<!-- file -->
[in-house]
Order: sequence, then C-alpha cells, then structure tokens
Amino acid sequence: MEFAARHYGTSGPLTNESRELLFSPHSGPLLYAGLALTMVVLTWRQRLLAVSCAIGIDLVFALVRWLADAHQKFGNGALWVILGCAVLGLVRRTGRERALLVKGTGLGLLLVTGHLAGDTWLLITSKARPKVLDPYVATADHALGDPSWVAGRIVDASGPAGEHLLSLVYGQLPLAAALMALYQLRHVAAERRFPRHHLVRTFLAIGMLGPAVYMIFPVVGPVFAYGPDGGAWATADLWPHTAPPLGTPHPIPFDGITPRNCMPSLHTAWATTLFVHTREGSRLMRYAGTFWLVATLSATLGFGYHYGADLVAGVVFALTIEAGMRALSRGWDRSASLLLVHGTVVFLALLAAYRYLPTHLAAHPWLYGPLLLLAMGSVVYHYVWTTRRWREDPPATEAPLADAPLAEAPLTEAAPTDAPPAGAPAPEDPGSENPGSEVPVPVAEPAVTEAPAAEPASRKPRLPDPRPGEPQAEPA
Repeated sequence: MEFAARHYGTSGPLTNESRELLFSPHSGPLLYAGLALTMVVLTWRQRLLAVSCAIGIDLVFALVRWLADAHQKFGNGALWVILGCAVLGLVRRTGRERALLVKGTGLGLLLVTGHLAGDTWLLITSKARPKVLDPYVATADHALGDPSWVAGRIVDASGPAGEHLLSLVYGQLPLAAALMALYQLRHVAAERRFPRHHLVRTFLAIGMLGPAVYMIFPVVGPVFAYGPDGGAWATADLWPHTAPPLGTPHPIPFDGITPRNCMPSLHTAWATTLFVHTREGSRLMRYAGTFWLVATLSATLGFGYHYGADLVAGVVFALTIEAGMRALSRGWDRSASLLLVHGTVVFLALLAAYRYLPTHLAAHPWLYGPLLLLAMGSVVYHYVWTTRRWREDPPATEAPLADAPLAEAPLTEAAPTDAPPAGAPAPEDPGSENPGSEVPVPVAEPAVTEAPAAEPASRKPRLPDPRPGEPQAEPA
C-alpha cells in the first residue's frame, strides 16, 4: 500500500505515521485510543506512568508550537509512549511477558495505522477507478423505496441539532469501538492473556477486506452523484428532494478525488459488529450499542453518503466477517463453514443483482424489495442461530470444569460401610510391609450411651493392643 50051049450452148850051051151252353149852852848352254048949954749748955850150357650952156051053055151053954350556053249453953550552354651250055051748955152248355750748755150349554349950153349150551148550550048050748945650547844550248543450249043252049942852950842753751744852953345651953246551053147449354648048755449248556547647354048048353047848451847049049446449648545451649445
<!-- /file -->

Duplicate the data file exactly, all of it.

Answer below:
[in-house]
Order: sequence, then C-alpha cells, then structure tokens
Amino acid sequence: MEFAARHYGTSGPLTNESRELLFSPHSGPLLYAGLALTMVVLTWRQRLLAVSCAIGIDLVFALVRWLADAHQKFGNGALWVILGCAVLGLVRRTGRERALLVKGTGLGLLLVTGHLAGDTWLLITSKARPKVLDPYVATADHALGDPSWVAGRIVDASGPAGEHLLSLVYGQLPLAAALMALYQLRHVAAERRFPRHHLVRTFLAIGMLGPAVYMIFPVVGPVFAYGPDGGAWATADLWPHTAPPLGTPHPIPFDGITPRNCMPSLHTAWATTLFVHTREGSRLMRYAGTFWLVATLSATLGFGYHYGADLVAGVVFALTIEAGMRALSRGWDRSASLLLVHGTVVFLALLAAYRYLPTHLAAHPWLYGPLLLLAMGSVVYHYVWTTRRWREDPPATEAPLADAPLAEAPLTEAAPTDAPPAGAPAPEDPGSENPGSEVPVPVAEPAVTEAPAAEPASRKPRLPDPRPGEPQAEPA
Repeated sequence: MEFAARHYGTSGPLTNESRELLFSPHSGPLLYAGLALTMVVLTWRQRLLAVSCAIGIDLVFALVRWLADAHQKFGNGALWVILGCAVLGLVRRTGRERALLVKGTGLGLLLVTGHLAGDTWLLITSKARPKVLDPYVATADHALGDPSWVAGRIVDASGPAGEHLLSLVYGQLPLAAALMALYQLRHVAAERRFPRHHLVRTFLAIGMLGPAVYMIFPVVGPVFAYGPDGGAWATADLWPHTAPPLGTPHPIPFDGITPRNCMPSLHTAWATTLFVHTREGSRLMRYAGTFWLVATLSATLGFGYHYGADLVAGVVFALTIEAGMRALSRGWDRSASLLLVHGTVVFLALLAAYRYLPTHLAAHPWLYGPLLLLAMGSVVYHYVWTTRRWREDPPATEAPLADAPLAEAPLTEAAPTDAPPAGAPAPEDPGSENPGSEVPVPVAEPAVTEAPAAEPASRKPRLPDPRPGEPQAEPA
C-alpha cells in the first residue's frame, strides 16, 4: 500500500505515521485510543506512568508550537509512549511477558495505522477507478423505496441539532469501538492473556477486506452523484428532494478525488459488529450499542453518503466477517463453514443483482424489495442461530470444569460401610510391609450411651493392643 50051049450452148850051051151252353149852852848352254048949954749748955850150357650952156051053055151053954350556053249453953550552354651250055051748955152248355750748755150349554349950153349150551148550550048050748945650547844550248543450249043252049942852950842753751744852953345651953246551053147449354648048755449248556547647354048048353047848451847049049446449648545451649445